Tolkien Gateway

Lossarnach

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Revision as of 18:05, 13 June 2012

Lossarnach
Physical Description
TypeRegion/fiefdom
LocationSouthern Gondor, southwest of Minas Tirith
RealmsGondor
Reunited Kingdom
InhabitantsGondorians.

Lossarnach was a region and fiefdom in southern Gondor.

History

Known as the "Vale of flowers", it was a fertile region lying south of eastern end of the White Mountains. It was the region closest to Minas Tirith,[1] which depended on the fruit cultivated in the orchards of Lossarnach. Residents of Minas Tirith were also known to make expeditions to the region to behold its renowned flowers and trees (which surely included the valley Imloth Melui).[2]

At the end of the Third Age, its lord was the old Forlong the Fat, who led two hundred men to the aide of Minas Tirith.[3] Forlong was killed in the Battle of the Pelennor Fields,[4] but many of his men survived and accompanied Aragorn Elessar on his way to the Black Gate, even though most of them were farmers.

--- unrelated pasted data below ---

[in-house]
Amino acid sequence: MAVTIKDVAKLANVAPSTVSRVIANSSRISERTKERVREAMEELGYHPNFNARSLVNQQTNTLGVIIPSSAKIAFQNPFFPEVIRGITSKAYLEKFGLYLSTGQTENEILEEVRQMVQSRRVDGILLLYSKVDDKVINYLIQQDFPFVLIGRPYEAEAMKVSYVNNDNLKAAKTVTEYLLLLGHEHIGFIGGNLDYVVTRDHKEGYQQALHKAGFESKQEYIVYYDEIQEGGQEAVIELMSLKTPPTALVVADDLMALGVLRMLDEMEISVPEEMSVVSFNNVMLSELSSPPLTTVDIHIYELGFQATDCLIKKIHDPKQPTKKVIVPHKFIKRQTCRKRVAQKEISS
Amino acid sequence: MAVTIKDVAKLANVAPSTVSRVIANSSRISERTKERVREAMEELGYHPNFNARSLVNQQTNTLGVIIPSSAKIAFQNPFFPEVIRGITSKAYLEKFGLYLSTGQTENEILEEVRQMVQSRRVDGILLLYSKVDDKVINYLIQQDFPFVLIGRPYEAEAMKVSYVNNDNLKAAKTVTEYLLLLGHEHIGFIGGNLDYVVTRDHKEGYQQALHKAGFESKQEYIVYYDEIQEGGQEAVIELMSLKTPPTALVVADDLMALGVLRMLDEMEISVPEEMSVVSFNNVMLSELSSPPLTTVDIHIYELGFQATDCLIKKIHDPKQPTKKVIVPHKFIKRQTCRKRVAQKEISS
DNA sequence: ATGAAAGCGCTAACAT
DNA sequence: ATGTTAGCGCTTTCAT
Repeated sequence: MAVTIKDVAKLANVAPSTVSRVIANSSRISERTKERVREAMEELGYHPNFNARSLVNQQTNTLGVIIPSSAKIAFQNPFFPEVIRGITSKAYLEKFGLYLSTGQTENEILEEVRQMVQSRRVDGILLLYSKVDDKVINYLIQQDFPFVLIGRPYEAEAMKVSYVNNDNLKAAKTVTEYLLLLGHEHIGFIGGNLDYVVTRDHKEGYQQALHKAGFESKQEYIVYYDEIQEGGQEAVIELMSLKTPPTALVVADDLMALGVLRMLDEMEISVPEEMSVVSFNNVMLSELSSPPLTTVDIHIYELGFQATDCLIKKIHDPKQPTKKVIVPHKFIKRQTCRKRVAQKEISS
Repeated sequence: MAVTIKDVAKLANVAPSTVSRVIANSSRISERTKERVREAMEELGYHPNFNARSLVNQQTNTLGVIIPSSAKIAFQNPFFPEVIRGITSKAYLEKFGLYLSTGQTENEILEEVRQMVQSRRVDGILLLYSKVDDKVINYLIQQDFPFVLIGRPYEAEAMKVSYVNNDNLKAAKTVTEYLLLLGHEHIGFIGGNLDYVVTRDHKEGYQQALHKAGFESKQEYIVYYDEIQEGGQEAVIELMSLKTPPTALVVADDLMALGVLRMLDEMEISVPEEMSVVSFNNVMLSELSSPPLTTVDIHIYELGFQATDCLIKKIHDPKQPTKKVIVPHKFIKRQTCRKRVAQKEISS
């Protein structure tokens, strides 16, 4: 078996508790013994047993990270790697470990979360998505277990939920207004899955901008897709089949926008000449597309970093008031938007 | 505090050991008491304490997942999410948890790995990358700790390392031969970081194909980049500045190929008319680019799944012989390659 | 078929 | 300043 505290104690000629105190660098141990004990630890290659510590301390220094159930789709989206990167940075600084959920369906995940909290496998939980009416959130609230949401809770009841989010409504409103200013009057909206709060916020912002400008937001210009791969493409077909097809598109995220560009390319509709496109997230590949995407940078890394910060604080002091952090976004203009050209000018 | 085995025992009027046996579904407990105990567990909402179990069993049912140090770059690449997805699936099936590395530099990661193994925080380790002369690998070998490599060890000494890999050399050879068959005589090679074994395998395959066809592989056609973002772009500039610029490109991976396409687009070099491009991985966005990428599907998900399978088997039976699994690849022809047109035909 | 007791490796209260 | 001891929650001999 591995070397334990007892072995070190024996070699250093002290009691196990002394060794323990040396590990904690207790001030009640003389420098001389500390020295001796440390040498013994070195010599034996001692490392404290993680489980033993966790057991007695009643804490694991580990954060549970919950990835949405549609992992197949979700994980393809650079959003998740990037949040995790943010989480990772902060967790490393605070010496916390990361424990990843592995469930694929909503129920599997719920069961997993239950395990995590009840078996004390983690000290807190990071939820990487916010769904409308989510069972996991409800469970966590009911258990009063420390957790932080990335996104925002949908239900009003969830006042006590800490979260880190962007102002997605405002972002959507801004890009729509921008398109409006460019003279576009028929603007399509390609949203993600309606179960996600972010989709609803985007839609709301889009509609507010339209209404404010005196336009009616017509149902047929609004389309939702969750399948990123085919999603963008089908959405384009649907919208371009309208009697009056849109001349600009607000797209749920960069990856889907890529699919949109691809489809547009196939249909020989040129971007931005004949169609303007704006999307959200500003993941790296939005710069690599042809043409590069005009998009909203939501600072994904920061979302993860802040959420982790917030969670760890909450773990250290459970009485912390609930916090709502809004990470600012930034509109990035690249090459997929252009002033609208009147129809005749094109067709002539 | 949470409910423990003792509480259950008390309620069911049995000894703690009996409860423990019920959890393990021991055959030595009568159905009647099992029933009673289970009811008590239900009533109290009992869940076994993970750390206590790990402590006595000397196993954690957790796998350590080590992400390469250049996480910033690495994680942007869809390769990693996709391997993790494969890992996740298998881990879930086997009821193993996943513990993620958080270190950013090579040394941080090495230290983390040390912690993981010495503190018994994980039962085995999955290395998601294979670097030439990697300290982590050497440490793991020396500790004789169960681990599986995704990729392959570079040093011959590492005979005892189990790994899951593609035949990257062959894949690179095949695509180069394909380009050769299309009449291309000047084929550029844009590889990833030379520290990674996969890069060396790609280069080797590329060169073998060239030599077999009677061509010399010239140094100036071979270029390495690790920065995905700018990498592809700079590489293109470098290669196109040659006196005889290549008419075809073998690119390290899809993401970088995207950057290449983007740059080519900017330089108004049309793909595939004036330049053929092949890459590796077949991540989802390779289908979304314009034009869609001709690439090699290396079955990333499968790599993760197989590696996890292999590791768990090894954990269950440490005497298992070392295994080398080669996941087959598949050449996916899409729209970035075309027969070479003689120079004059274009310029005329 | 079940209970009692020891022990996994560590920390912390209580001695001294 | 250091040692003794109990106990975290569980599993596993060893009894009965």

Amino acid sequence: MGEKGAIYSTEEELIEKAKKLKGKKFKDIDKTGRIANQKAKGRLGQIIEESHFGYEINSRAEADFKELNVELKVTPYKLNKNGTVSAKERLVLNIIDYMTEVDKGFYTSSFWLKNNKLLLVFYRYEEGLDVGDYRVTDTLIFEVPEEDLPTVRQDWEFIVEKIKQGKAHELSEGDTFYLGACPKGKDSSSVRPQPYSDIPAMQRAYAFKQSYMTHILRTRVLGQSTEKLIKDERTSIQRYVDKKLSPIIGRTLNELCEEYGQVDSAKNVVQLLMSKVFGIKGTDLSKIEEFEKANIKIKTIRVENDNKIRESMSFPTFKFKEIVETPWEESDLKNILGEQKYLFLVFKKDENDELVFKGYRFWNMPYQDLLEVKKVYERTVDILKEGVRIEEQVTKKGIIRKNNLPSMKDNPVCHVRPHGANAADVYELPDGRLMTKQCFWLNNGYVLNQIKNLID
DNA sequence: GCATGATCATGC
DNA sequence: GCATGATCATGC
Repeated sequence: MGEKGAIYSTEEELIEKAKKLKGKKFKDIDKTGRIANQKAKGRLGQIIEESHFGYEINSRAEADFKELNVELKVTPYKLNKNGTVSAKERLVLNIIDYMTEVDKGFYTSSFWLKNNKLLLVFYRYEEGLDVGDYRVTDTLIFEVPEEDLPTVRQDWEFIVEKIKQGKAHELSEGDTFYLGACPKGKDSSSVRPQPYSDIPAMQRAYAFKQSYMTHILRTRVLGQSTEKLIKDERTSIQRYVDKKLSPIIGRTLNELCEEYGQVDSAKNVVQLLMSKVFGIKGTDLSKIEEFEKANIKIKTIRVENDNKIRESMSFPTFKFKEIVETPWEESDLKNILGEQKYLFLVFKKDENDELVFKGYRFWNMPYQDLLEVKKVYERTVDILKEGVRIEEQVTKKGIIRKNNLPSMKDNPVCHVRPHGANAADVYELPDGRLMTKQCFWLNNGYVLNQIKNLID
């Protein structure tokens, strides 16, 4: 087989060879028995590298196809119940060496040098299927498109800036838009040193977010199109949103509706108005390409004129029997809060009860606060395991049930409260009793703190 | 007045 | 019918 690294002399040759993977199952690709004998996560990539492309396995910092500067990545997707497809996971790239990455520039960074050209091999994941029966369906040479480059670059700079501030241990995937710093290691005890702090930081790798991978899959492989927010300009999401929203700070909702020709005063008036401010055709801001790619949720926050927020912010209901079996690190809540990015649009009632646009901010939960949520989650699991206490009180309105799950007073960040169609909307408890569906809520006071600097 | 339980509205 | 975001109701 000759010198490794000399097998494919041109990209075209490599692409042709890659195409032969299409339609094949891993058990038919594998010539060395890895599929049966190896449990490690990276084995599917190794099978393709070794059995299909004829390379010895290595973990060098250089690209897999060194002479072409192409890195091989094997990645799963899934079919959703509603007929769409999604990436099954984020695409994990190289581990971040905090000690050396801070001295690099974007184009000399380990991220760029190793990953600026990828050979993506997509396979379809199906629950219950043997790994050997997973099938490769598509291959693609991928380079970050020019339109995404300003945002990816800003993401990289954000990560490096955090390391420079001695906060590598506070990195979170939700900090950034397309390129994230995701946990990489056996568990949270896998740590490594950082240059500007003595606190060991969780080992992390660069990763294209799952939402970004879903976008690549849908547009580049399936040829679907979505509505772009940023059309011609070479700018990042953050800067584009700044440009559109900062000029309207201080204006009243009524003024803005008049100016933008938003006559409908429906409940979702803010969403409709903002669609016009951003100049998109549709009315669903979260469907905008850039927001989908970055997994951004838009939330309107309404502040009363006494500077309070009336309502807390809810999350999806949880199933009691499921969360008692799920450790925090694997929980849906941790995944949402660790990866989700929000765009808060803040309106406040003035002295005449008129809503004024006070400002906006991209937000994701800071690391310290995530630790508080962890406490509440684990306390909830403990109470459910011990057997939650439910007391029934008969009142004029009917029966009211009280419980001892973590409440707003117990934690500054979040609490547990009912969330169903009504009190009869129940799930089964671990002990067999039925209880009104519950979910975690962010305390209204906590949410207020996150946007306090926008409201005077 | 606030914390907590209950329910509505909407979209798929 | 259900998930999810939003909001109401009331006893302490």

Lossarnach was populated by many refugees from Ithilien and Osgiliath. During the War of the Ring, most women and children from Minas Tirith were sent there.[3]

Famous people from the region included the wise-woman Ioreth who served in the Houses of Healing of Minas Tirith,[5] and Morwen Steelsheen, wife of King Thengel of Rohan.[6]

Etymology

Lossarnach is glossed as "flowery Arnach".[7] While Tolkien seemed to be convinced that the second element, Arnach, was a Pre-Númenórean word, the first element caused more problems: since loss means "snow" in Sindarin it is unclear why it "was prefixed to Arnach", although it likely derived from likeness between loss and Sindarin loth ("flower").[2][7]

References

  1. J.R.R. Tolkien, The Lord of the Rings, The Return of the King, "Map of Rohan, Gondor, and Mordor"
  2. 2.0 2.1 J.R.R. Tolkien, "The Rivers and Beacon-hills of Gondor" (edited by Carl F. Hostetter), in Vinyar Tengwar, Number 42, July 2001, p. 18
  3. 3.0 3.1 J.R.R. Tolkien, The Lord of the Rings, The Return of the King, "Minas Tirith"
  4. J.R.R. Tolkien, The Lord of the Rings, The Return of the King, "The Battle of the Pelennor Fields"
  5. J.R.R. Tolkien, The Lord of the Rings, The Return of the King, "The Houses of Healing"
  6. J.R.R. Tolkien, The Lord of the Rings, Appendix A, "The House of Eorl", "The Kings of the Mark"
  7. 7.0 7.1 Wayne G. Hammond and Christina Scull (eds), The Lord of the Rings: A Reader's Companion, pp. 513-4 (citing from the Unfinished index)